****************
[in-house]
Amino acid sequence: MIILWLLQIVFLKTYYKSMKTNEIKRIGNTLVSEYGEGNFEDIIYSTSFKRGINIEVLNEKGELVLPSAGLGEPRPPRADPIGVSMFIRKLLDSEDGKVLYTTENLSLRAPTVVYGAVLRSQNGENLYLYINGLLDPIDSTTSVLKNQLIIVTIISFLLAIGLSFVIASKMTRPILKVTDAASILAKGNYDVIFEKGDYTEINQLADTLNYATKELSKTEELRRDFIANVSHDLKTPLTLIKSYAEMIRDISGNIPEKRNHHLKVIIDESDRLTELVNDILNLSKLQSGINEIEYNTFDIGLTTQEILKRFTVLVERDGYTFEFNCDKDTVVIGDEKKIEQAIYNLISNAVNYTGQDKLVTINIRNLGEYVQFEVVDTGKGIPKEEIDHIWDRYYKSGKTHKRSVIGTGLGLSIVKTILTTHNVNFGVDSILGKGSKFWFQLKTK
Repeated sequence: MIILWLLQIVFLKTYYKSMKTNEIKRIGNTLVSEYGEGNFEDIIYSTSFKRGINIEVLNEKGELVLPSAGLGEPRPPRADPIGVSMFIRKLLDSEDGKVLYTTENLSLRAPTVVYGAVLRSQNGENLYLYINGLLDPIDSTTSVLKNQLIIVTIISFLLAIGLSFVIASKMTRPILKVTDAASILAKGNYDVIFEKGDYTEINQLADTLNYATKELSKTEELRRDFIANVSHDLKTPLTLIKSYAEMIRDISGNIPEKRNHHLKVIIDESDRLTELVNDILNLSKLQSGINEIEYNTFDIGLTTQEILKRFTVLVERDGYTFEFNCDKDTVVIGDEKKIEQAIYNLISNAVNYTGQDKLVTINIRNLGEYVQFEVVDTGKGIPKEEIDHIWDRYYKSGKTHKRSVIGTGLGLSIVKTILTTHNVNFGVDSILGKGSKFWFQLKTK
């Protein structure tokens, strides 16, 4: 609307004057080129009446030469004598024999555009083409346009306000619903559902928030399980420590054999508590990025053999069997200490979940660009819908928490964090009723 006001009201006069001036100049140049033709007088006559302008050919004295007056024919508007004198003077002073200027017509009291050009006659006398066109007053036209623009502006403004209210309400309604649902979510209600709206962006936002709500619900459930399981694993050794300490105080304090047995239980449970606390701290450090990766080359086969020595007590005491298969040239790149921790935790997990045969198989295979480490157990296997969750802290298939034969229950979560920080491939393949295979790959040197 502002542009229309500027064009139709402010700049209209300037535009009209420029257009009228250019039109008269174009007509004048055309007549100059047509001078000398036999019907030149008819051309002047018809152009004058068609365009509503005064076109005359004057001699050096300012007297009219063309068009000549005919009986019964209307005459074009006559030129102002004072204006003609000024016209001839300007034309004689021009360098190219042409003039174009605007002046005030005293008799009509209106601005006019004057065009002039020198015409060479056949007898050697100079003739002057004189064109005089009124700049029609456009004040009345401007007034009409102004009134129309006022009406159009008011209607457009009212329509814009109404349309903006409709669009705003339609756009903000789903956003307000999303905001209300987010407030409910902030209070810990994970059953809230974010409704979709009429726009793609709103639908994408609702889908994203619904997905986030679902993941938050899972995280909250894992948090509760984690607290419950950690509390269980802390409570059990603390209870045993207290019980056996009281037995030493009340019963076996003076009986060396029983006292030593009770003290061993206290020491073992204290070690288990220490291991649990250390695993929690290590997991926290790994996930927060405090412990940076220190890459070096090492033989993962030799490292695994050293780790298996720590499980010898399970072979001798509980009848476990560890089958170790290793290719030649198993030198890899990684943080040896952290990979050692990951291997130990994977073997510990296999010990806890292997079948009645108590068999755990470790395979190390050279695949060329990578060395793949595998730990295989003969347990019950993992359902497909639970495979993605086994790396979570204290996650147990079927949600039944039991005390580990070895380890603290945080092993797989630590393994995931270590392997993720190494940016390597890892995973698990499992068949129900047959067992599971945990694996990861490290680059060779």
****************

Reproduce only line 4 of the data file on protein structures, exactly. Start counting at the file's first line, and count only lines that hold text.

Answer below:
């Protein structure tokens, strides 16, 4: 609307004057080129009446030469004598024999555009083409346009306000619903559902928030399980420590054999508590990025053999069997200490979940660009819908928490964090009723 006001009201006069001036100049140049033709007088006559302008050919004295007056024919508007004198003077002073200027017509009291050009006659006398066109007053036209623009502006403004209210309400309604649902979510209600709206962006936002709500619900459930399981694993050794300490105080304090047995239980449970606390701290450090990766080359086969020595007590005491298969040239790149921790935790997990045969198989295979480490157990296997969750802290298939034969229950979560920080491939393949295979790959040197 502002542009229309500027064009139709402010700049209209300037535009009209420029257009009228250019039109008269174009007509004048055309007549100059047509001078000398036999019907030149008819051309002047018809152009004058068609365009509503005064076109005359004057001699050096300012007297009219063309068009000549005919009986019964209307005459074009006559030129102002004072204006003609000024016209001839300007034309004689021009360098190219042409003039174009605007002046005030005293008799009509209106601005006019004057065009002039020198015409060479056949007898050697100079003739002057004189064109005089009124700049029609456009004040009345401007007034009409102004009134129309006022009406159009008011209607457009009212329509814009109404349309903006409709669009705003339609756009903000789903956003307000999303905001209300987010407030409910902030209070810990994970059953809230974010409704979709009429726009793609709103639908994408609702889908994203619904997905986030679902993941938050899972995280909250894992948090509760984690607290419950950690509390269980802390409570059990603390209870045993207290019980056996009281037995030493009340019963076996003076009986060396029983006292030593009770003290061993206290020491073992204290070690288990220490291991649990250390695993929690290590997991926290790994996930927060405090412990940076220190890459070096090492033989993962030799490292695994050293780790298996720590499980010898399970072979001798509980009848476990560890089958170790290793290719030649198993030198890899990684943080040896952290990979050692990951291997130990994977073997510990296999010990806890292997079948009645108590068999755990470790395979190390050279695949060329990578060395793949595998730990295989003969347990019950993992359902497909639970495979993605086994790396979570204290996650147990079927949600039944039991005390580990070895380890603290945080092993797989630590393994995931270590392997993720190494940016390597890892995973698990499992068949129900047959067992599971945990694996990861490290680059060779």